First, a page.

Narrator’s Voice: We’ve been running a workshop in Gateshead since January 2017, practically working out our conviction that the Handcrafted way of doing things can have a powerful effect in other localities. Initially open for just 8 hours a week, and running bicycle repair courses alongside woodworking in a small workshop, we were helped by a lot of interest from other organisations and began to settle into a niche that offered something new and made a big difference to our first brave group of pioneering trainees. You can read about the early days here.
Having moved to a new space in April this year, the project has picked up momentum and the time has come for it to have its own Project Development Officer, someone with the unique mix of passion, creativity, compassion and practical smarts to take things to the next level.
Even though our trainees keep telling us that they are pleasantly surprised how friendly and inclusive our workshop is when they first come along, those first impressions are so important. It’s like day one in a new job or school: you don’t know what to expect and if you are going to fit in okay.
Adam landed on day one with a skateboard under his arm. This wasn’t his main method of transport for getting to the workshop but a lifelong passion he’s had since the age of six. Together with his previous experience as a joinery apprentice, he was rearing to take things to the next level.
When I first heard the words ‘Kentucy Stick Chair’ it was hard to dismiss the image of a piece of furniture somehow constructed from pieces of deep-fried chicken. It turned out that what we were really talking about was no less extraordinary.
The original Kentucky Stick Chairs would have been made from humble sticks and slung together with rope. All that would have been needed was a saw and a way to make holes in wood – a perfect example of ‘off grid’ innovation. Our chairs are made with cut timber and threaded bar, but they stay true to the spirit of their ancestors by using whatever is to hand and keeping the original simplicity of the design. Continue reading “Backwoods Ingenuity: The Kentucky Stick Chair”
Every day, we hear stories, big and small, that give us confidence that Handcrafted Projects is making a real difference to real people. We want to meet the people we can help and give them the best possible opportunity to join us.
Recently, we looked again at how many people actually came along to our Durham workshop in the last few years. The figures are encouraging. In four years we went from seeing 68 individual trainees using the workshop in a year to 119 – that’s 175% growth in the number of people we reached.
Then we asked a tougher question: “How many people stick around”.
We start each day in our workshop by gathering everyone together for what has come to be known as ‘the huddle’. It’s the time when we chat through the day ahead, discuss plans, ask for or offer to help and of course share any news. We’ve recently shared a couple of stories on our blog and via Facebook about some of our trainees and we were telling the huddle just how popular these had been, and asked if anyone else would like to tell their story. Without hesitation Paul said he’d be up for it and so here it is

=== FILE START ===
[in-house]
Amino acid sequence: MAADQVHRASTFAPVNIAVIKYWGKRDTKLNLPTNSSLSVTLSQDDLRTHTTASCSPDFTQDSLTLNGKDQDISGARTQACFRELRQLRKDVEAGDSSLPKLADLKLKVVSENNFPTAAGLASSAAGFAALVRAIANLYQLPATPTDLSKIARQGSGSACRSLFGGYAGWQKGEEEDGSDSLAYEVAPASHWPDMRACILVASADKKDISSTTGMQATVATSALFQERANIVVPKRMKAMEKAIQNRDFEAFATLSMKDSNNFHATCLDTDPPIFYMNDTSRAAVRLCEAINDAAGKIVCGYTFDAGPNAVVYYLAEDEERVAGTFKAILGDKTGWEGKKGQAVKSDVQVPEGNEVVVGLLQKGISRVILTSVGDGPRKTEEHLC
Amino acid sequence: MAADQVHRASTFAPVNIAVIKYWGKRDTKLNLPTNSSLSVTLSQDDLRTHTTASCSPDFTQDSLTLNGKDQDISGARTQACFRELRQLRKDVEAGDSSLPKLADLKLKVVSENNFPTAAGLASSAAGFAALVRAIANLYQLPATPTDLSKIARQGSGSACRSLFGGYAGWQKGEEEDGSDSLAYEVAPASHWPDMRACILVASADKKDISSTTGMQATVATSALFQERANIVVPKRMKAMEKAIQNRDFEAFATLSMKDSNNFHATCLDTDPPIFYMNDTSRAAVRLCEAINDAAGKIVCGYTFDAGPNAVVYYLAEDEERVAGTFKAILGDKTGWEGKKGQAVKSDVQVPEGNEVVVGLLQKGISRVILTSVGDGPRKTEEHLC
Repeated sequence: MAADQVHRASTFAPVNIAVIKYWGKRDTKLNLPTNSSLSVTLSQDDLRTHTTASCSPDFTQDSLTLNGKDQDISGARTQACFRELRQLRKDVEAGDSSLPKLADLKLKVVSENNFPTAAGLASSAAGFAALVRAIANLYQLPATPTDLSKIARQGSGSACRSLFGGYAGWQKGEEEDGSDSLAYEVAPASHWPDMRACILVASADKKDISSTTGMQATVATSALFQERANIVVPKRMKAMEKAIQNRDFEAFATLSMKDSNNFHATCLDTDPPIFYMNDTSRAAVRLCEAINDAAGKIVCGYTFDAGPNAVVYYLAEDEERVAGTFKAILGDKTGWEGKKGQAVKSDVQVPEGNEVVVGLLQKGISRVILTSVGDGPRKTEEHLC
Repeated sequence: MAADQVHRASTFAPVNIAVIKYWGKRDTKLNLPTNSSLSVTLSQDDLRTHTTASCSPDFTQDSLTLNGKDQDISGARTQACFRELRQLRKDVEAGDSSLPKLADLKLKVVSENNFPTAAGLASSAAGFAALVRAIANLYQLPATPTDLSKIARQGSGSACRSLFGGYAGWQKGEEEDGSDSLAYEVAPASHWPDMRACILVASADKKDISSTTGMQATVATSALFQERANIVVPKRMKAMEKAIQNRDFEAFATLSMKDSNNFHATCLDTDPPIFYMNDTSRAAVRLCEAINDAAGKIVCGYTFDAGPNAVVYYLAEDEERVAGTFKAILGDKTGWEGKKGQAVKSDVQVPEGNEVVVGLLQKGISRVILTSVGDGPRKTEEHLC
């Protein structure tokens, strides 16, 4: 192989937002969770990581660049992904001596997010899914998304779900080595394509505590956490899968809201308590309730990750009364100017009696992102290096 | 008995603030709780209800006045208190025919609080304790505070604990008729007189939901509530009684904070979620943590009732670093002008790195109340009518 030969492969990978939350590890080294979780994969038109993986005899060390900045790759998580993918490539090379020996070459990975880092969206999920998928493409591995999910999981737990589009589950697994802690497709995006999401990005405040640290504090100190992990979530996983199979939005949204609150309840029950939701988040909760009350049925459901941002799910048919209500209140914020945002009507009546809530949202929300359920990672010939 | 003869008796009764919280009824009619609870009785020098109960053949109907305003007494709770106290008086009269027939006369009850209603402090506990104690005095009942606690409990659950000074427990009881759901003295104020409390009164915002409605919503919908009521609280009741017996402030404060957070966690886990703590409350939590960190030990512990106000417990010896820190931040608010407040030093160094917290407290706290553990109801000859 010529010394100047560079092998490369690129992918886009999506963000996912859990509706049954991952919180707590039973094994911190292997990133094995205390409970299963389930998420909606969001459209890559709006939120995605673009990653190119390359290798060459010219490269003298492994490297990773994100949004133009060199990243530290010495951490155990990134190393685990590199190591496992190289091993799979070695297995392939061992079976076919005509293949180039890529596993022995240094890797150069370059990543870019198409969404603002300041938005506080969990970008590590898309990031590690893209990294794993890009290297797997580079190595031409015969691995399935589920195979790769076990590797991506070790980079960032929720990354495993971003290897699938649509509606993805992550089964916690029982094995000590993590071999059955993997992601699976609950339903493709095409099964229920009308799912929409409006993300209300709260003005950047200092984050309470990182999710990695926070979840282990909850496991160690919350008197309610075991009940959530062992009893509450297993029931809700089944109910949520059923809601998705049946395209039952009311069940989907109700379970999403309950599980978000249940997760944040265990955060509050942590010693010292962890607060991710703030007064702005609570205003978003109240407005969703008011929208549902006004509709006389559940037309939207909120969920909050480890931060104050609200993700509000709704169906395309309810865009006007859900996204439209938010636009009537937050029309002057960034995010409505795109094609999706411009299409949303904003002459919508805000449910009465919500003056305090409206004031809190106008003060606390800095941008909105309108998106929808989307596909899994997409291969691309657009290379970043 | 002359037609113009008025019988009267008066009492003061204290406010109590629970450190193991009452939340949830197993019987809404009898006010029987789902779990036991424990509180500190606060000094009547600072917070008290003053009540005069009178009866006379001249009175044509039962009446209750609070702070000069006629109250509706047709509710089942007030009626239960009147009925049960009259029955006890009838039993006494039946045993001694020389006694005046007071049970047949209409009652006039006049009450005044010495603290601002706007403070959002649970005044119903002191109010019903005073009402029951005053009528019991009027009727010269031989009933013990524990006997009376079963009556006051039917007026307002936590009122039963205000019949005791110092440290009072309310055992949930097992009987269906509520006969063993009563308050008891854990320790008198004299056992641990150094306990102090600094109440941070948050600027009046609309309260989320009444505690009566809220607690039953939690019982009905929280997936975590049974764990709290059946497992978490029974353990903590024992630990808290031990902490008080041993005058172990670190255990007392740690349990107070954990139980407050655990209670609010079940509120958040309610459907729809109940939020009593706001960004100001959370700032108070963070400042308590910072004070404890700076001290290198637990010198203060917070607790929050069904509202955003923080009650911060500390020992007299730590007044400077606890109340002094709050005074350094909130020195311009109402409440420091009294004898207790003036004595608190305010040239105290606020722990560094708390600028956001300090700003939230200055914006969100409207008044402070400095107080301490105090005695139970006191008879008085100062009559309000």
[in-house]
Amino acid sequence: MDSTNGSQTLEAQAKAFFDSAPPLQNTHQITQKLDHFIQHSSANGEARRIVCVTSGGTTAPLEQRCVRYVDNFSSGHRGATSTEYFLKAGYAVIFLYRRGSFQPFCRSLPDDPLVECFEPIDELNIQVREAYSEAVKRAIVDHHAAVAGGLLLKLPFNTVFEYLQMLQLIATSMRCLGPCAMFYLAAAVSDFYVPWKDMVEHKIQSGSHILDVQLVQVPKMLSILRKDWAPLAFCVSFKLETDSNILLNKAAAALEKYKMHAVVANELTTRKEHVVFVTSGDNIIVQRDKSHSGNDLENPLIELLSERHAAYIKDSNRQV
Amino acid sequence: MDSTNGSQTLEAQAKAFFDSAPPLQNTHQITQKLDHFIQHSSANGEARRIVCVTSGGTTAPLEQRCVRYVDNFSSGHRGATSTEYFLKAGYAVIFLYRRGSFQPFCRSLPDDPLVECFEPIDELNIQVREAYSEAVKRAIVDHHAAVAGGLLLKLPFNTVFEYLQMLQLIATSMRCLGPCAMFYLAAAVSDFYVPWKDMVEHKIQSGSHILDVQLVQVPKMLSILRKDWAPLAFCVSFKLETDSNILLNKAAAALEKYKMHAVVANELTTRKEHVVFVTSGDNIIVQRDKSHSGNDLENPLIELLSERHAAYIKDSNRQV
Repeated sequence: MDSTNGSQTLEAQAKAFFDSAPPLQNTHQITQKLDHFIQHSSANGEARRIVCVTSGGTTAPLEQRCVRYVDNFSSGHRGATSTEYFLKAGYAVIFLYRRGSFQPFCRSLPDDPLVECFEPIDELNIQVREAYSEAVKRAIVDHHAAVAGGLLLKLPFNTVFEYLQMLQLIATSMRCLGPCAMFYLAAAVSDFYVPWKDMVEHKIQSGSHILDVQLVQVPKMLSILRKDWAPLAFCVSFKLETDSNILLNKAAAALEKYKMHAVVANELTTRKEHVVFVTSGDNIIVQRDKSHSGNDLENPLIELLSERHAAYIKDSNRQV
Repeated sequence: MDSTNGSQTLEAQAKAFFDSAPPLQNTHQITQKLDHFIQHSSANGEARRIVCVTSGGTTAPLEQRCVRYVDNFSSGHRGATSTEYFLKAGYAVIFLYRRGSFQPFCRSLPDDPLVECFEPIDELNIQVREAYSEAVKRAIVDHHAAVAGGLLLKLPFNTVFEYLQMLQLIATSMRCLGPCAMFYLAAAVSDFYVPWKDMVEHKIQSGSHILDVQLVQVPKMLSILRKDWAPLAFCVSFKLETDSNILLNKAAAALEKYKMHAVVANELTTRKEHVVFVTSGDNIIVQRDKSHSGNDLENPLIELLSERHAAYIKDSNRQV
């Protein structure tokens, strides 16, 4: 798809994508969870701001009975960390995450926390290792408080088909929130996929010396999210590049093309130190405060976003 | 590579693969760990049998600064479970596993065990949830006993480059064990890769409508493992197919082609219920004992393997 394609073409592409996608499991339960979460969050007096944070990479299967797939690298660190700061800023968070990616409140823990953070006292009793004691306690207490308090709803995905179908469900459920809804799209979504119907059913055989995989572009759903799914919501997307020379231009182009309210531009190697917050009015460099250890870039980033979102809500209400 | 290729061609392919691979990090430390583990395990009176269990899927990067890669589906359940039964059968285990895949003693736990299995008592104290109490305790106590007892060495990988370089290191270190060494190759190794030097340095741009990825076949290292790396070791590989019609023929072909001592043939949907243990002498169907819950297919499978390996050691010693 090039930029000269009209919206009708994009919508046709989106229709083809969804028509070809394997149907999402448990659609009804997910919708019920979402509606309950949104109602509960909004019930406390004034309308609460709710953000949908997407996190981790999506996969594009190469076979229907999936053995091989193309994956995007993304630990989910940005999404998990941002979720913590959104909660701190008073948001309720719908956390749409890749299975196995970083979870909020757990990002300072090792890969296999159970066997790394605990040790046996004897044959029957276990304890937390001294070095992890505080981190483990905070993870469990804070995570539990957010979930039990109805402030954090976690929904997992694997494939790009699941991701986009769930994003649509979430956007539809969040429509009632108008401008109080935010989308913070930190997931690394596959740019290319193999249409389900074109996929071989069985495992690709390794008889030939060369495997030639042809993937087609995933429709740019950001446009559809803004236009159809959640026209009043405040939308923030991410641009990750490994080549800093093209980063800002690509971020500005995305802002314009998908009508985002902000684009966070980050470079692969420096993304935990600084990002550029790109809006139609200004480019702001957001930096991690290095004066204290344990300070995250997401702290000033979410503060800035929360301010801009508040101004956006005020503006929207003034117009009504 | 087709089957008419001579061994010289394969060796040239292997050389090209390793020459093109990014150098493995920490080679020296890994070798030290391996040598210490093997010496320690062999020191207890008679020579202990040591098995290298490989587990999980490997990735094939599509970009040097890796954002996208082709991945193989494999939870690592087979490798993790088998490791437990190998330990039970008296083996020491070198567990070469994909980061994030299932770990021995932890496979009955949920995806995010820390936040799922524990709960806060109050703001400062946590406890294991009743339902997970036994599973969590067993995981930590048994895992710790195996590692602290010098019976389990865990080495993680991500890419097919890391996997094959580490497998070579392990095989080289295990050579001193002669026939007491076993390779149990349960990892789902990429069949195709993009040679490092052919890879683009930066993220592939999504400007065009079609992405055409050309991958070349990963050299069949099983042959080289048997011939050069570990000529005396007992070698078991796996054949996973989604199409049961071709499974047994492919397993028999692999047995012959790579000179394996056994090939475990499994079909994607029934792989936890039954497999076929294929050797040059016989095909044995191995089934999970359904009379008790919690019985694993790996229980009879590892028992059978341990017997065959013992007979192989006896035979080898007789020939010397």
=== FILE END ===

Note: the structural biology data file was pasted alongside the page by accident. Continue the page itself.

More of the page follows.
A trip to the handcrafted workshop may not be on the list of ‘things to do’ for many prospective bride and grooms but it certainly was for Jimi and Megan.
They asked for our help to create a special something for their reception. Whilst most couples getting married hope their wedding day will be ‘out of this world’ this pair ensured it, guaranteeing themselves and their guests a star studded occasion when they held their ceremony in a planetarium.
Graham is a regular at Handcrafted; if you were to ever visit our workshop he’d definitely be one of the first guys to come and introduce himself and see if he could help you in anyway. You’d be forgiven for feeling he was one of life’s naturally outgoing and confident people, but the journey he’s been on to arrive at this point hasn’t been without some pretty dramatic twists and turns. He explains:
At Handcrafted we do our very best to offer a really warm welcome for all who come along, no matter how people came to find us. Over the years we’ve been continually blessed by the wide variety of routes by which people have made their way to our workshop – word of mouth, referrals from local hostels, GP’s, Community Policing and the Probation Service, churches, food banks, rehab, community centres and even curious passers-by – it’s all been such a privilege.
We’re continually inspired by the progress made and the creativity unlocked as trainees get involved with Handcrafted. We asked Dean if we could share his story on our blog, and this is it, in his own words.
“I had a longstanding alcohol problem that had been going on for a number of years. It cost me everything – my relationship with partners, contact with my children, job, driving licence, car, and my own business. Eventually this led to homelessness.